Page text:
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April 27, 2004 | Bill Shaikin, Times Staff Writer
To represent their countries in baseball's first World Cup, players will have to pass Olympic-style drug tests far stricter than the ones owners have lobbied the players' union to approve for use in the major leagues. Under an agreement announced Monday, players will be subject to random, round-the-clock testing for steroids during the World Cup. They also will be tested for other substances banned under international rules but permitted under major league rules.
January 16, 2009 | David G. Savage
The government does not need a search warrant when it taps the phones or checks the e-mails of suspected terrorists who are outside the U.S., even if Americans may be overheard on the calls, a special intelligence court ruled in an opinion released Thursday. The decision confirms what Bush administration officials and some legal experts have long argued. Although the Constitution protects the privacy rights of Americans against "unreasonable searches and seizures," this principle does not bar U.
Sacre bleu! A weak euro coupled with a healthy Southern California economy helped propel the Golden State past France to rank as the world's fifth-largest economy if it were a separate nation, according to a report released this week. Figures from the Los Angeles County Economic Development Corp. placed the 2000 gross state product at $1.33 trillion, just ahead of France at $1.28 trillion, and behind the United Kingdom at $1.42 trillion. In 1999, France ranked No.
December 29, 2007 | From Reuters
Pakistan's brief period as a destination for adventurous investors seems over for now, as the assassination of opposition leader Benazir Bhutto brings fresh instability to an already volatile nuclear-armed nation. "This is the worst possible scenario for foreign investment," said Luis Costa, head of emerging debt at Commerzbank in London. "Probably there are many months of volatility ahead and this environment of chaos is perfect for Islamic militants."
July 9, 2006 | James Gilden, You can reach James Gilden at Travel Insider welcomes comments but can't respond individually to letters and calls. Write to Travel Insider, Los Angeles Times, 202 W. 1st St., Los Angeles, CA 90012, or e-mail
IF you are one of the millions of Americans heading overseas this summer, you may find confusion rather than acceptance when you try to use your credit card. And it will be up to you to set recalcitrant clerks straight. The confusion stems from mandates by governments to card issuers (including American Express, MasterCard and Visa, both credit and debit cards) in foreign countries to adopt the "smart card," also known as "chip and PIN" technology, for credit cards issued in that country.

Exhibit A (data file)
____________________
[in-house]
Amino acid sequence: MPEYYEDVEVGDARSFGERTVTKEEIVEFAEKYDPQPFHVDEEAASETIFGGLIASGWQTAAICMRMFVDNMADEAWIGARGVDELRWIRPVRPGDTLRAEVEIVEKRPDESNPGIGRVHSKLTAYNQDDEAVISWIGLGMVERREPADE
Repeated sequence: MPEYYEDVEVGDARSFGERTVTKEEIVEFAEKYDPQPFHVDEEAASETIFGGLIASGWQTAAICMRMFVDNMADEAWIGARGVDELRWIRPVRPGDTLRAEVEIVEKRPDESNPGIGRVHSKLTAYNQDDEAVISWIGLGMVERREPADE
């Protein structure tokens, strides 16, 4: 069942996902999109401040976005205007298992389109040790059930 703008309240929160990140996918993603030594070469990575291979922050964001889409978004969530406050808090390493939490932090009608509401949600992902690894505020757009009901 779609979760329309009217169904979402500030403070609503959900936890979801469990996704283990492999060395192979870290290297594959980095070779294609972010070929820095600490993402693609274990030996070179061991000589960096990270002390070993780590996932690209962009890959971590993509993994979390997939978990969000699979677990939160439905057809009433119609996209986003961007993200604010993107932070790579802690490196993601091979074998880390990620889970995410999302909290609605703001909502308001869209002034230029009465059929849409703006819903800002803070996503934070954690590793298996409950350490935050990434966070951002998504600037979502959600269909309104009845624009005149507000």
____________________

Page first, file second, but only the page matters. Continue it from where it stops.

June 4, 2003 | Paul Richter, Times Staff Writer
WASHINGTON -- With the war in Iraq a fresh memory, majorities of citizens in seven of eight Islamic countries surveyed in a new poll -- including longtime U.S. military ally Turkey -- said they fear a U.S. military attack.
From the world's farthest corners, Argentina and Australia are in. But Arab powers and former partners Egypt and Syria are out. And front-line states Saudi Arabia and the United Arab Emirates have a foot in each camp. Seven years after the Persian Gulf War, the United States this week put finishing touches on a new coalition supporting the use of military force against Iraq if Baghdad continues to block United Nations inspectors from seeking out weapons of mass destruction.
October 18, 2007 | Joann Klimkiewicz, Hartford Courant
Gabriela Villegas scrolled through the online profiles, searching for a photo and description that appealed to her. She wasn't surfing for a date or networking for new friends. She was on the Kiva website, reading through stories of impoverished entrepreneurs in developing countries, trying to decide to which venture she would extend a $25 business loan. "Twenty-five dollars -- that's probably how much I spend on just one meal," said Villegas, 25, of Manchester, Conn.
May 19, 1996 | Kenneth Turan, Kenneth Turan is The Times' film critic
Cinema turned 100 last year and the British, who believe in doing things properly, wanted to give the movies a present. But what can you possibly give the medium that has done it all? "I hesitated for eight months because I couldn't think of how to do it," says Colin MacCabe of the British Film Institute. "The cinema is so enormous, so vast, how could you turn out something that would show its range?" Then Florence Dauman, a Los Angeles-based producer, had a thought.
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